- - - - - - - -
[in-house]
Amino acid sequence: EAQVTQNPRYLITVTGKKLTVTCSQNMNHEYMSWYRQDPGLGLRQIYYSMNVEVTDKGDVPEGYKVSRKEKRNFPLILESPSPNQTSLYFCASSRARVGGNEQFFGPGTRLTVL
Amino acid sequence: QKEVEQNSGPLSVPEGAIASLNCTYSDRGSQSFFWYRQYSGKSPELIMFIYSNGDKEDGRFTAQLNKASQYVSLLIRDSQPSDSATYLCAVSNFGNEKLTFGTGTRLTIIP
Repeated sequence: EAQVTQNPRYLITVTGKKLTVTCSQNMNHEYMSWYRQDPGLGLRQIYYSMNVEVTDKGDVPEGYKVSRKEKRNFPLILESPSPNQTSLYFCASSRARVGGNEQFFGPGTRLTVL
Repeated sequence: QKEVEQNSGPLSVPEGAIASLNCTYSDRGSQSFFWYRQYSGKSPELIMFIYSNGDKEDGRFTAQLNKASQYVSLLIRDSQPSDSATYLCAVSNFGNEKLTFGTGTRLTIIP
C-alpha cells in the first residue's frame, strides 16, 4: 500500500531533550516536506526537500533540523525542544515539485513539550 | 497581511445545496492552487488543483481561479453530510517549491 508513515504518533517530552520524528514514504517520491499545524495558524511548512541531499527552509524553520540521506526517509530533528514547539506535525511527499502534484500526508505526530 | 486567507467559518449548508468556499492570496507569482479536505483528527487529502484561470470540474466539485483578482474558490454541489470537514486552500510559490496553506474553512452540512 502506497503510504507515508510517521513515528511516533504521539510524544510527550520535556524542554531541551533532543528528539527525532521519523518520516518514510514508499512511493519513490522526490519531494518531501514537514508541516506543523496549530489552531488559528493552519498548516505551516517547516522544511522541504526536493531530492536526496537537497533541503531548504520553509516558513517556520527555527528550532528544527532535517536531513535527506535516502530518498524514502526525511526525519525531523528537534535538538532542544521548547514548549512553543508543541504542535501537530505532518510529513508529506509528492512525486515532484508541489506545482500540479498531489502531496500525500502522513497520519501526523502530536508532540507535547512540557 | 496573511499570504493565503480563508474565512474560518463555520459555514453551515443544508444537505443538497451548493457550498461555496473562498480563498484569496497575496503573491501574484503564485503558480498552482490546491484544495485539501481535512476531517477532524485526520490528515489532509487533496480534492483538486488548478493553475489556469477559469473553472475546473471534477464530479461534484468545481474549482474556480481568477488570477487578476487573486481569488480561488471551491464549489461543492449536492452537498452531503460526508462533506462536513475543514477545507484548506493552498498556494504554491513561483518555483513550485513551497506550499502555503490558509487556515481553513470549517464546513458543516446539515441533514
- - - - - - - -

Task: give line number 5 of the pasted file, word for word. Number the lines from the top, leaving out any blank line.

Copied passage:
Repeated sequence: QKEVEQNSGPLSVPEGAIASLNCTYSDRGSQSFFWYRQYSGKSPELIMFIYSNGDKEDGRFTAQLNKASQYVSLLIRDSQPSDSATYLCAVSNFGNEKLTFGTGTRLTIIP